After losing everything, James fights with his father, tells Georgina he’s sorry he can’t pay for her wedding and disappears in the night. The police arrive at Eaton Place to tell Virginia and Lord Bellamy, James committed suicide in a London hotel room.
However, Robert, the Marquis, returns and re-proposes to Georgina, telling her his parents now approve (after taking him on a grand tour – and away from Georgina). Georgina, however, is in a funk over James’ death (remember she had, had another man propose to her and then kill himself when she turned him down). Virginia solves the issue, creatively, but slightly illegally (she manages to accidentally invent money laundering – but it’s in a good cause.)
In the final episode, Georgina marries Robert in a grade style – and all goes well. Mr. Hudson finally marries Mrs. Bridges, and the two retire to a seaside cottage. Eaton Place is sold and all its contents are auctioned to pay James’ debts. Rose goes to live (and work for) the Bellamy’s at their smaller country estate. Daisy and Edward are hired by Georgina and Robert, with a cottage on their estate of their own, and Edward even gets a promotion to butler. Ruby is taken in by Mrs. Bridges and Hudson, and she quietly remarks to Rose, “They’re old – and when they’re gone, I’ll have the place all to my self!”
The series ends with Rose in the empty Eaton Place, hearing the voices of other servants through the years, and she closes windows and takes a last look around. It was actually quite creepy to me – like the house was filled with ghosts. It reminded me of Sapphire and Steel as well as the Doctor Who audio play Chimes of Midnight from Big Finish. It was just, creepy.
Overall, Upstairs Downstairs was much slower paced, more episodic ( had less connected storylines), and had a smaller cast than Downton Abbey. But it was made in the 1970s and was largely studio-bound. But what Upstairs Downstairs did, and often did well, was contrast the lives of the Upper Crust upstairs and their servants downstairs. Sometimes this was very direct – Georgina spends £1,700.00 – £2,000.00 pounds on her wedding. Hudson and Mrs. Bridges spend practically nothing – getting married at the local registry office (which is like getting married at the courthouse or by a justice of the peace in the US). And both the Bellamy family and their servants have their problems. Upstairs Downstairs did portray being “In Service” as a noble profession, and often the only choice (or a better choice), for particularly women in service. However, the series didn’t shy away from showing people other than the Bellamys treating their servants horribly. And even the Bellamys fired pregnant maids and gay footmen.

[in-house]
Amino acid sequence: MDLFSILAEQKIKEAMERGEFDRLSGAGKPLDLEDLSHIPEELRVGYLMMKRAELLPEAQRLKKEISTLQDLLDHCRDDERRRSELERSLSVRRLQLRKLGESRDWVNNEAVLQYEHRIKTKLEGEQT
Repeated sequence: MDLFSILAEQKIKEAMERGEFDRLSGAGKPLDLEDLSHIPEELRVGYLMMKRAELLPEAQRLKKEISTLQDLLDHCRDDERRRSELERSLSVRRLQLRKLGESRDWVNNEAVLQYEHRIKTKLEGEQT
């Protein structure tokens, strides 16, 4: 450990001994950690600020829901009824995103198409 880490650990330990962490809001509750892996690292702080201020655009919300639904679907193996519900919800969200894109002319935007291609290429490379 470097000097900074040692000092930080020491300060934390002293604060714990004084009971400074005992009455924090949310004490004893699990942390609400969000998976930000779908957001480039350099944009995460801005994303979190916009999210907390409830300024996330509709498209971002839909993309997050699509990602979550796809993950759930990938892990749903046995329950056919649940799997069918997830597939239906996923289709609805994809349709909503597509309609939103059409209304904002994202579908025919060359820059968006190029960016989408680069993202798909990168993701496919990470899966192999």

Servants in Victorian and Edwardian England were not, as some seem to think, “the same as slaves”. For one thing – they were paid. True, not much, but what do you think a worker at McDonald’s or Wal-Mart makes as a wage? And live-in servants also received room, board, and fabric to make their uniforms. And, although Upstairs Downstairs, makes a big deal about servants needing “a reference” to get a new job, in the memoir, Below Stairs, the cook describes there were about a million ways to get around that, from having a friend write a phony reference to telling a potential new employer their previous one had died. (No, seriously, that apparently worked.) Servants also had mobility – both within a household and by moving to a better position in another household. Footmen became valets or under-butlers, then butler and an ambitious butler could aim to be majordomo of a larger household. Women started as scullery maids and moved up to either kitchen maid then cook or housemaid, parlour maid, housekeeper. Lady’s maid was one of the highest levels of for a female servant, her main duties were to help her lady dress, and take care of her clothes, jewelry, gloves, shoes, and boudoir. The Nanny and the Governess were separate and often ‘neither above nor below’ spending all their time with the children, even meals. Once World War I began (for the UK in 1914) women began to work at other jobs outside the home for both the middle classes and servants. Though some noble (and upper class) women merely volunteered their time, others worked in paid labor. And, after the war, because the UK had lost an entire male generation, more women (regardless of class) were able to work in the 1920s, unlike in the US where women still were not allowed to work. Overall, it’s an excellent series, and I recommend it.